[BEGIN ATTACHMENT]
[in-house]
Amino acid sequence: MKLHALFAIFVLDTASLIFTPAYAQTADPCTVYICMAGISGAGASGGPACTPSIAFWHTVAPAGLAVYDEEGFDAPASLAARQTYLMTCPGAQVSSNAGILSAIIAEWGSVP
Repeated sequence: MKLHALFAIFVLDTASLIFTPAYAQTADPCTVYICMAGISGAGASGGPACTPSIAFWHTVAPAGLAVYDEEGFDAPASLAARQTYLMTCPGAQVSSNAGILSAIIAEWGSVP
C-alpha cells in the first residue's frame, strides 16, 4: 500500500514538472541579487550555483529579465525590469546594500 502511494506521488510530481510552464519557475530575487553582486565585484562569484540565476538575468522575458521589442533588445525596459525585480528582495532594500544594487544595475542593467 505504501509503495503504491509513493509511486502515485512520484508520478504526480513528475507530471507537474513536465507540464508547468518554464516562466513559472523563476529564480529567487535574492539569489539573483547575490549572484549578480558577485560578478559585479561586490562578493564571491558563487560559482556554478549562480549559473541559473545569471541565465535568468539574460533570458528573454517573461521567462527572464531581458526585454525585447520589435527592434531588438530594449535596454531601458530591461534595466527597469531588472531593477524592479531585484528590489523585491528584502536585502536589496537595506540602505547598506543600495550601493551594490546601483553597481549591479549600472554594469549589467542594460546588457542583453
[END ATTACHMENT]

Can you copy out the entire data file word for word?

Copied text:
[in-house]
Amino acid sequence: MKLHALFAIFVLDTASLIFTPAYAQTADPCTVYICMAGISGAGASGGPACTPSIAFWHTVAPAGLAVYDEEGFDAPASLAARQTYLMTCPGAQVSSNAGILSAIIAEWGSVP
Repeated sequence: MKLHALFAIFVLDTASLIFTPAYAQTADPCTVYICMAGISGAGASGGPACTPSIAFWHTVAPAGLAVYDEEGFDAPASLAARQTYLMTCPGAQVSSNAGILSAIIAEWGSVP
C-alpha cells in the first residue's frame, strides 16, 4: 500500500514538472541579487550555483529579465525590469546594500 502511494506521488510530481510552464519557475530575487553582486565585484562569484540565476538575468522575458521589442533588445525596459525585480528582495532594500544594487544595475542593467 505504501509503495503504491509513493509511486502515485512520484508520478504526480513528475507530471507537474513536465507540464508547468518554464516562466513559472523563476529564480529567487535574492539569489539573483547575490549572484549578480558577485560578478559585479561586490562578493564571491558563487560559482556554478549562480549559473541559473545569471541565465535568468539574460533570458528573454517573461521567462527572464531581458526585454525585447520589435527592434531588438530594449535596454531601458530591461534595466527597469531588472531593477524592479531585484528590489523585491528584502536585502536589496537595506540602505547598506543600495550601493551594490546601483553597481549591479549600472554594469549589467542594460546588457542583453